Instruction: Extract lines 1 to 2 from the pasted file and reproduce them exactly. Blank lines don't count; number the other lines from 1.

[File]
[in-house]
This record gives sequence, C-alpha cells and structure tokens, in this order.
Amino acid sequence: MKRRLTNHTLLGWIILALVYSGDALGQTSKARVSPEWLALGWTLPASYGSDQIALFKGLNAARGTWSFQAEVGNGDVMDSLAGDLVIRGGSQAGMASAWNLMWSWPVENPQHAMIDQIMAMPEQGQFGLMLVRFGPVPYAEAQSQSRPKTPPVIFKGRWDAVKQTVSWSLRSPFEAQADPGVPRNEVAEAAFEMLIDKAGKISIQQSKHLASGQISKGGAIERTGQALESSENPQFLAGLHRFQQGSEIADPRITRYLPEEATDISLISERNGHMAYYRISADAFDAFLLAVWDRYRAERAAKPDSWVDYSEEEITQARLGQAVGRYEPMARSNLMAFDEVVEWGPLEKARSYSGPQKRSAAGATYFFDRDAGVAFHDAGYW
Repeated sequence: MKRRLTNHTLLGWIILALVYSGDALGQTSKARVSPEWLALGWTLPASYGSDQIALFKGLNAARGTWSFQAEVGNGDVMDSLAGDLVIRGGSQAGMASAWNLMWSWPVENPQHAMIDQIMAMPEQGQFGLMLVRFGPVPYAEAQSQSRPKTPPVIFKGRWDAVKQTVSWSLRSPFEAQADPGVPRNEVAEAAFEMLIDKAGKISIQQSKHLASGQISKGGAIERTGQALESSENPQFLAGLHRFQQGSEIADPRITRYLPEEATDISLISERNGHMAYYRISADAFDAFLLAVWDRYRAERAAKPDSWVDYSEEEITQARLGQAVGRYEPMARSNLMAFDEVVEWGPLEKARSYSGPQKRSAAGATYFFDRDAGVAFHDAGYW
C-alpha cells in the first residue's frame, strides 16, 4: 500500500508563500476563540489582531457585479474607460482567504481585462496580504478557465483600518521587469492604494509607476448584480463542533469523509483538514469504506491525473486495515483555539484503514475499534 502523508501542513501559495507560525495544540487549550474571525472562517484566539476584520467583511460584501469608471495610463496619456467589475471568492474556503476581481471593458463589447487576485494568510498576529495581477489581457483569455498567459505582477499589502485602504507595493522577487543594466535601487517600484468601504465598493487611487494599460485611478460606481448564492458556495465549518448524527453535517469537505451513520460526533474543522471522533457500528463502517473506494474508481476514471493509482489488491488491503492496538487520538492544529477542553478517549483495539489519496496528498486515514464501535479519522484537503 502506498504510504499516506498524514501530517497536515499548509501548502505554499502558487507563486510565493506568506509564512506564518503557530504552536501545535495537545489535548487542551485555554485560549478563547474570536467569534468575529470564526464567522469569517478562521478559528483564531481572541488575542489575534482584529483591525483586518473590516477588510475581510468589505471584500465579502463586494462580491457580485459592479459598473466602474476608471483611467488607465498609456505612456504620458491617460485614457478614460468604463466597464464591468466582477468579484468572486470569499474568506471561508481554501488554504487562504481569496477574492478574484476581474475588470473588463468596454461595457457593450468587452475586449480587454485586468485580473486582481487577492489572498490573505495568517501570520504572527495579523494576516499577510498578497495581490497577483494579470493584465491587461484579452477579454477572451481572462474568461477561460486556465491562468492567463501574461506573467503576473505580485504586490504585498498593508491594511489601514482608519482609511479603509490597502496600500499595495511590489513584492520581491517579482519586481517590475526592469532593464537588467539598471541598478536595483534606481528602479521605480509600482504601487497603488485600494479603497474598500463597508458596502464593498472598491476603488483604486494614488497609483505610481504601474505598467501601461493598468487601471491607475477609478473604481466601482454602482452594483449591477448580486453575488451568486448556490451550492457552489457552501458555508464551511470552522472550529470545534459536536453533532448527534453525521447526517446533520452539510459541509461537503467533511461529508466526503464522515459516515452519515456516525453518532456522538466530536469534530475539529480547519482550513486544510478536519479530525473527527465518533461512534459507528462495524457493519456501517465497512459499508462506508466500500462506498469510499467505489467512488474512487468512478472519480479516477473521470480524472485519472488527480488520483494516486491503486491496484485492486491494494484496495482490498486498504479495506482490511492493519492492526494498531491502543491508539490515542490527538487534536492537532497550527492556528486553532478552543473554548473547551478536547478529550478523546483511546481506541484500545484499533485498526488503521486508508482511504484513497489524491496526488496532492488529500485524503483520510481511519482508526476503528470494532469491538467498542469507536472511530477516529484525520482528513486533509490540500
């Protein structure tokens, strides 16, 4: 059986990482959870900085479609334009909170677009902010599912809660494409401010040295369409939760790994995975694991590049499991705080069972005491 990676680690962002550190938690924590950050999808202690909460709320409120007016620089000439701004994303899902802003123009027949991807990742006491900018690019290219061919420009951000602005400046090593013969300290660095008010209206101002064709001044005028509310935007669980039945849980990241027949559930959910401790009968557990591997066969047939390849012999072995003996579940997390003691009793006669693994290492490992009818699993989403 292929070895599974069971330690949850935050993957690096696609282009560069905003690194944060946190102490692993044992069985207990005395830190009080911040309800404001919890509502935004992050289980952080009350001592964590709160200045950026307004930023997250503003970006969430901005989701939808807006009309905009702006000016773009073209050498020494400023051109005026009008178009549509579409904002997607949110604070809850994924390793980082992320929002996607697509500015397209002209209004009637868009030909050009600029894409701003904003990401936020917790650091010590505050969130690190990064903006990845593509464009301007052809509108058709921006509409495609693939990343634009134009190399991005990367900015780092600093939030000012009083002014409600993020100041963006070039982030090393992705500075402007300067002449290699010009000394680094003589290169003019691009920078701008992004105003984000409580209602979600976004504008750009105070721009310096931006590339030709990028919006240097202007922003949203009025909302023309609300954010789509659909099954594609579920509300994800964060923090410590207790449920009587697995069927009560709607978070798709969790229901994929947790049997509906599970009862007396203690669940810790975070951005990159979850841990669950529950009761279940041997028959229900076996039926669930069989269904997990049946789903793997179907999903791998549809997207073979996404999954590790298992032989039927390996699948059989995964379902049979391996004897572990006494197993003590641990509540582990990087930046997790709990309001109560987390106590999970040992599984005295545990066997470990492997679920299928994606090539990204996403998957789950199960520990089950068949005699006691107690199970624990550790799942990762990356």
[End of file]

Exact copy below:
[in-house]
This record gives sequence, C-alpha cells and structure tokens, in this order.